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Thread: tribal knife from Philipines

  1. #1
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    tribal knife from Philipines


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    Given to me by one of our member, a good friend, Spyken

    Blade 5"
    OAL 8"




    Last edited by Santi; 08-05-2007 at 12:51 PM.

  2. #2
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    The sheath and handle work on that is very cool! I really like the overall flow of the knife.

  3. Very nice!
    Howard Wallace
    *************

  4. #4
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    Thumbs up

    What Craig said....very nice!

    Rest in Peace my friend...see you on the other side.

    NRA LIFE/ENDOWMENT MEMBER


  5. #5
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    There's bit more info on this blade that I have to quote Spyken.

    Quote Originally Posted by spyken
    here's some background info

    I got this blade whilst on a whitewater kayaking trip on Chico River up in the central cordilleras in Northern Luzon, Philippines in 2002. I bought the knife from the village of Buscalan, a small village accessible only by foot after a 3 hour hike from the dirt road that meanders up in the mountainous region. The style of rattan weave is rarely seen elsewhere...

    The "Buscalan" knife is used as a simple utility knife - for harvesting paddy, slaughtering livestock and yes, for harvesting marijuana as well. Santi's memory is correct...I mentioned marijuana to him, cos there are lots of fields of gold up there around Buscalan.

  6. #6
    very nice example...this knife is common edc for the Igorot tribes of the high mountains. they still use and carry their spears and bolos and sometimes an axe. Igorot is the general name given to several indian tribes that live up there. and yes they are very famous for the weaving, fabrics, and the national sport of headhunting, which was band maybe about 1 hundred years ago. but you can still meet famous headhunters today...you can clearly identify them because they are marked by their "patocs" or tribal tattoos on their chest and arms.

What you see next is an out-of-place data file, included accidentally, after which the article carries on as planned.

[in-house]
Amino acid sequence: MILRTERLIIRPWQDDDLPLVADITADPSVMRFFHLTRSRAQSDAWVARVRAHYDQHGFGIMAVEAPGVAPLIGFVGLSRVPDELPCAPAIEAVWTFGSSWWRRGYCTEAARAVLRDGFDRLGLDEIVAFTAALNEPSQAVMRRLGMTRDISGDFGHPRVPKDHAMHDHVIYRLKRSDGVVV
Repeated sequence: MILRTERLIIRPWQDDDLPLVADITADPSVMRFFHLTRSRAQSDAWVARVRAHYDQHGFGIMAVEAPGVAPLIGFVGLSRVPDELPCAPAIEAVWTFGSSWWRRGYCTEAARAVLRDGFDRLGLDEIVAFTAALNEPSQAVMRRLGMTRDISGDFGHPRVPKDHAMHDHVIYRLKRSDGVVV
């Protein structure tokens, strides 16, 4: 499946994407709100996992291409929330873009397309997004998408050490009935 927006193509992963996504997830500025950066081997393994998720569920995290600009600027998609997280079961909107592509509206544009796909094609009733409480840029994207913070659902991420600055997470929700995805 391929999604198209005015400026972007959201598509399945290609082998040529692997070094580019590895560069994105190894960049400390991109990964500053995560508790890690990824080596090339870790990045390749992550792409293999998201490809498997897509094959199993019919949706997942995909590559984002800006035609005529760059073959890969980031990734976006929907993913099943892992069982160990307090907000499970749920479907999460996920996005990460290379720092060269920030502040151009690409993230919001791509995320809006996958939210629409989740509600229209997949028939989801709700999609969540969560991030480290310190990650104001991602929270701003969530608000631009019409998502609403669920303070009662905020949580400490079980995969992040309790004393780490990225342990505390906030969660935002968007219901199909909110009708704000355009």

the marijuana is mostly for medicinal purpose (riiiight...?!?) since access in the mountains is very difficult and these people don't usually mingle with the city dwellers except maybe to trade cigarettes or lighters for their MJ's and mushrooms (for medicinal purposes also) and whatever they happen to have with them.

  7. #7
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    I have a fondness for those traditional blades.

  8. #8
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    Quote Originally Posted by saint o'killers
    very nice example...this knife is common edc for the Igorot tribes of the high mountains. they still use and carry their spears and bolos and sometimes an axe. Igorot is the general name given to several indian tribes that live up there. and yes they are very famous for the weaving, fabrics, and the national sport of headhunting, which was band maybe about 1 hundred years ago. but you can still meet famous headhunters today...you can clearly identify them because they are marked by their "patocs" or tribal tattoos on their chest and arms.

    the marijuana is mostly for medicinal purpose (riiiight...?!?) since access in the mountains is very difficult and these people don't usually mingle with the city dwellers except maybe to trade cigarettes or lighters for their MJ's and mushrooms (for medicinal purposes also) and whatever they happen to have with them.
    Igorot - correct. related also to the tribes in Borneo. Yes, they were all former headhunters.